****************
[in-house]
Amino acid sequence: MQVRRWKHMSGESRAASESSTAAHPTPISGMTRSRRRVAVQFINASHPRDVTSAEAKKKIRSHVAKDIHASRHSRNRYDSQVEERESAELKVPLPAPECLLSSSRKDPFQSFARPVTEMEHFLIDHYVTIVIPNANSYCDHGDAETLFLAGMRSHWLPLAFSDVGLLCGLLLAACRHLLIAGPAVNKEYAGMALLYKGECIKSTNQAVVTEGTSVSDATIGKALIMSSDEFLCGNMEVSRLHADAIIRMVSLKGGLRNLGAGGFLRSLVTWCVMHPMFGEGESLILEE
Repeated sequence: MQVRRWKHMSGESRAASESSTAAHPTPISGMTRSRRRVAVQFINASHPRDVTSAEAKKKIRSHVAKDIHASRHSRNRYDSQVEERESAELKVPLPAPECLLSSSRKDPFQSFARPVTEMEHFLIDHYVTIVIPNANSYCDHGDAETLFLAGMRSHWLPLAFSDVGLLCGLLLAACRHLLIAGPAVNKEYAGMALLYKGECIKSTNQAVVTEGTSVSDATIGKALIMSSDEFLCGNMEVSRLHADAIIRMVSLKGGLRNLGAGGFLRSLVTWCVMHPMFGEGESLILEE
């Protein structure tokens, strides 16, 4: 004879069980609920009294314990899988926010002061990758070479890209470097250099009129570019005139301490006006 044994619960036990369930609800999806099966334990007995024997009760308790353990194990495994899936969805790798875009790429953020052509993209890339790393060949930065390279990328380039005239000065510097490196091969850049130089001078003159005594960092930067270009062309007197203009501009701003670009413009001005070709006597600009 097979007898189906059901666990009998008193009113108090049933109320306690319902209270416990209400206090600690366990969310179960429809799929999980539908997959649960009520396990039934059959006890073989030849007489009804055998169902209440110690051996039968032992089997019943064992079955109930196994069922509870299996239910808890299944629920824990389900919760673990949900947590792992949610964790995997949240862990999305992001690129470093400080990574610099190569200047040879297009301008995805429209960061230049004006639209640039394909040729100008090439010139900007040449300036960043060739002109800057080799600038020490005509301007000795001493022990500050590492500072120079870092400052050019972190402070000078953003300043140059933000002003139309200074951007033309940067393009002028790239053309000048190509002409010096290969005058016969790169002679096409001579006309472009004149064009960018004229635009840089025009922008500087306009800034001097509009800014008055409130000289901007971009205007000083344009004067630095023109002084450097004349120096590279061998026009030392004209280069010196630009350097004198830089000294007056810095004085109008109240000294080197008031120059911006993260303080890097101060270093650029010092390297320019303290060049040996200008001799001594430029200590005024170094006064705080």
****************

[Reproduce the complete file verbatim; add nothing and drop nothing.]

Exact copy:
[in-house]
Amino acid sequence: MQVRRWKHMSGESRAASESSTAAHPTPISGMTRSRRRVAVQFINASHPRDVTSAEAKKKIRSHVAKDIHASRHSRNRYDSQVEERESAELKVPLPAPECLLSSSRKDPFQSFARPVTEMEHFLIDHYVTIVIPNANSYCDHGDAETLFLAGMRSHWLPLAFSDVGLLCGLLLAACRHLLIAGPAVNKEYAGMALLYKGECIKSTNQAVVTEGTSVSDATIGKALIMSSDEFLCGNMEVSRLHADAIIRMVSLKGGLRNLGAGGFLRSLVTWCVMHPMFGEGESLILEE
Repeated sequence: MQVRRWKHMSGESRAASESSTAAHPTPISGMTRSRRRVAVQFINASHPRDVTSAEAKKKIRSHVAKDIHASRHSRNRYDSQVEERESAELKVPLPAPECLLSSSRKDPFQSFARPVTEMEHFLIDHYVTIVIPNANSYCDHGDAETLFLAGMRSHWLPLAFSDVGLLCGLLLAACRHLLIAGPAVNKEYAGMALLYKGECIKSTNQAVVTEGTSVSDATIGKALIMSSDEFLCGNMEVSRLHADAIIRMVSLKGGLRNLGAGGFLRSLVTWCVMHPMFGEGESLILEE
């Protein structure tokens, strides 16, 4: 004879069980609920009294314990899988926010002061990758070479890209470097250099009129570019005139301490006006 044994619960036990369930609800999806099966334990007995024997009760308790353990194990495994899936969805790798875009790429953020052509993209890339790393060949930065390279990328380039005239000065510097490196091969850049130089001078003159005594960092930067270009062309007197203009501009701003670009413009001005070709006597600009 097979007898189906059901666990009998008193009113108090049933109320306690319902209270416990209400206090600690366990969310179960429809799929999980539908997959649960009520396990039934059959006890073989030849007489009804055998169902209440110690051996039968032992089997019943064992079955109930196994069922509870299996239910808890299944629920824990389900919760673990949900947590792992949610964790995997949240862990999305992001690129470093400080990574610099190569200047040879297009301008995805429209960061230049004006639209640039394909040729100008090439010139900007040449300036960043060739002109800057080799600038020490005509301007000795001493022990500050590492500072120079870092400052050019972190402070000078953003300043140059933000002003139309200074951007033309940067393009002028790239053309000048190509002409010096290969005058016969790169002679096409001579006309472009004149064009960018004229635009840089025009922008500087306009800034001097509009800014008055409130000289901007971009205007000083344009004067630095023109002084450097004349120096590279061998026009030392004209280069010196630009350097004198830089000294007056810095004085109008109240000294080197008031120059911006993260303080890097101060270093650029010092390297320019303290060049040996200008001799001594430029200590005024170094006064705080």